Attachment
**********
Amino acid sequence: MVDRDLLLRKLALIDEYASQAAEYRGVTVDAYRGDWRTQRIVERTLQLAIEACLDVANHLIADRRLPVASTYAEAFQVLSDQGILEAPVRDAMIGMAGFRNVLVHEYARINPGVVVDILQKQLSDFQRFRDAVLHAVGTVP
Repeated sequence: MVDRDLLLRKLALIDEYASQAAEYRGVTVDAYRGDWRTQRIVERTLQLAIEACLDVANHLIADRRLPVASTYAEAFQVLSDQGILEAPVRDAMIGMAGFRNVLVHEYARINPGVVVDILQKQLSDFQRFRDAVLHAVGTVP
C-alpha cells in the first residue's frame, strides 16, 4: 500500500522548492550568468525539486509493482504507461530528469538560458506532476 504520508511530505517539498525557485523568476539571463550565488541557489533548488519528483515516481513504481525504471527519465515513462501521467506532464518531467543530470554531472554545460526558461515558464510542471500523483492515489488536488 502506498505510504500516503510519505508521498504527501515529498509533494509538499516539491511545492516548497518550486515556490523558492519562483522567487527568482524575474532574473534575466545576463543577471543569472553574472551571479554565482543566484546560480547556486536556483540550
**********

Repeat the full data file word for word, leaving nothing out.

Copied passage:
Amino acid sequence: MVDRDLLLRKLALIDEYASQAAEYRGVTVDAYRGDWRTQRIVERTLQLAIEACLDVANHLIADRRLPVASTYAEAFQVLSDQGILEAPVRDAMIGMAGFRNVLVHEYARINPGVVVDILQKQLSDFQRFRDAVLHAVGTVP
Repeated sequence: MVDRDLLLRKLALIDEYASQAAEYRGVTVDAYRGDWRTQRIVERTLQLAIEACLDVANHLIADRRLPVASTYAEAFQVLSDQGILEAPVRDAMIGMAGFRNVLVHEYARINPGVVVDILQKQLSDFQRFRDAVLHAVGTVP
C-alpha cells in the first residue's frame, strides 16, 4: 500500500522548492550568468525539486509493482504507461530528469538560458506532476 504520508511530505517539498525557485523568476539571463550565488541557489533548488519528483515516481513504481525504471527519465515513462501521467506532464518531467543530470554531472554545460526558461515558464510542471500523483492515489488536488 502506498505510504500516503510519505508521498504527501515529498509533494509538499516539491511545492516548497518550486515556490523558492519562483522567487527568482524575474532574473534575466545576463543577471543569472553574472551571479554565482543566484546560480547556486536556483540550